Urban Arts Cooperative

FOR IMMEDIATE RELEASE 

Contact:

Bill Aguado
Executive Director
En Foco., Inc.
baguado@enfoco.org
(917) 838-1223
Ron Kavanaugh
Executive Director
Literary Freedom Project
ron@literaryfreedom.org
(347) 454-2161

SMALL INDEPENDENT BRONX ARTS ORGANIZATIONS FORM COALITION TO ASSESS AND EMPOWER ARTISTS 

August 17, 2017, Bronx, NY – As the Bronx continues to transform under assiduous development and economic pressures, a group of diverse independent arts organizations have formed the Urban Arts Cooperative with the goal of advocating as one collective voice for local artists. 

Urban Arts Cooperative

Launched by five small community-based arts organizations: BronxArtSpace, Dominican York Proyecto GRAFICAEn Foco, Inc., Literary Freedom Project, and Puerto Rican Institute for Development of the Arts, the Urban Arts Cooperative has developed a strategically localized advocacy initiative that will enhance the members organizational capacity to serve artists and grassroots cultural interests and to effectively leverage human and capital-based resources (financial and in-kind) on behalf of artists. Independently, each Cooperative member is continuously undercapitalized, with budgets under $100,000, and managed by unsalaried leadership. Collectively, through a diligent commitment to the arts, UAC will bridge many communities and remain steadfast in assuring the financial well-being of artists they benefit and employ, while also collectively addressing the lack of cultural equity for the artists and communities of color that we primarily serve.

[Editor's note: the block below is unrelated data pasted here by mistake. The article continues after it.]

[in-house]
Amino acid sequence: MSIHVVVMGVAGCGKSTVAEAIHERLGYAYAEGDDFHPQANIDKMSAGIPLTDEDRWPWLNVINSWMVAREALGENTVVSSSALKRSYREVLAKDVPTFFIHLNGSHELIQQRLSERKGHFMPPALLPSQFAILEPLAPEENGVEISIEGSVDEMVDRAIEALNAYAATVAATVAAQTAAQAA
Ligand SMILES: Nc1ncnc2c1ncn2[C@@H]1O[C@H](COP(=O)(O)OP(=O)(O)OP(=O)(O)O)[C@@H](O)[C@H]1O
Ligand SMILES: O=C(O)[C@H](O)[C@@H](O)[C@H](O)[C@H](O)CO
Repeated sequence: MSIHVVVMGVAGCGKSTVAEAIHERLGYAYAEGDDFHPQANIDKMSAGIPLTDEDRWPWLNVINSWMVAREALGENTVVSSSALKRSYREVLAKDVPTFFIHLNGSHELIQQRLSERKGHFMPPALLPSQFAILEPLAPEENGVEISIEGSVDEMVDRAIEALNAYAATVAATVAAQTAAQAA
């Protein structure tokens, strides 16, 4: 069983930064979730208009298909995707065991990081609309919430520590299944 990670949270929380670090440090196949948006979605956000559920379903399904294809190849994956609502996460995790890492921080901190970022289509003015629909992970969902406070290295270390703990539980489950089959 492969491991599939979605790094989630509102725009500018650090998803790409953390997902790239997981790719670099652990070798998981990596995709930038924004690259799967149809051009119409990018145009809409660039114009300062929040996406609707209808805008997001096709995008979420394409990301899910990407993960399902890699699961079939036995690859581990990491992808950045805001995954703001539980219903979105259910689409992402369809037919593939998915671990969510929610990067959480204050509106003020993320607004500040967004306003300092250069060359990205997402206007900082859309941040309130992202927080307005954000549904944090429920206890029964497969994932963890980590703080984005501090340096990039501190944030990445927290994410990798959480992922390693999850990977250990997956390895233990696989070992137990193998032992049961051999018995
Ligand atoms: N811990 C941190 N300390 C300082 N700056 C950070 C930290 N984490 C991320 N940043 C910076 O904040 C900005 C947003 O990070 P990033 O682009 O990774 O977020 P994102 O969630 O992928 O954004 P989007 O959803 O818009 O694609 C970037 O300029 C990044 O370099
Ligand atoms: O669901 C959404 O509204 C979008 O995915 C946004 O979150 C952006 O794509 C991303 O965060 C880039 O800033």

The Cooperative’s goals: 

  1. Design and implement a survey of the artists we serve to ascertain the impact of our programming and services and their access to funding, resources, work spaces, etc; awareness of advocacy efforts and strategies.  
  2. Assess the survey’s responses and schedule focus groups with artists and the communities to determine our member’s best practices.  
  3. Design and implement a long-term advocacy plan with extensive and sustainable social media methods for our cooperative, artists, and other like-minded groups. 
  4. Assess the potential impact of the advocacy strategy on the cooperative’s members. 
  5. Convene planning sessions based on the survey to design cost effective community-based artist funding models that reflect our artist’s priorities and concerns.  Ultimately, there will be regular advisories on advocacy issues sent to artists.  

Providing funds as a management mechanism for artists will be one of the functions of the Cooperative.  The initial assessment will help develop a funding-advocacy model to present to private foundations and institutions, and government-based funders, i.e., New York State Council for the Arts, National Endowment for the Arts, NYC Dept. of Cultural Affairs, etc. The goal is to build a financially viable alternative to the existing local arts council and institute strategies for arts support that does not rely on the traditional 501(c) nonprofit model while meeting accountability standards set by funders. Acknowledging there is a need to develop a new model, the Urban Arts Cooperative has received seed funding from the New York City Cultural Agenda Fund in The New York Community Trust. This new model will ultimately act as intermediary providing funds directly to artists –particularly those who reside in The Bronx, Harlem, and Washington Heights.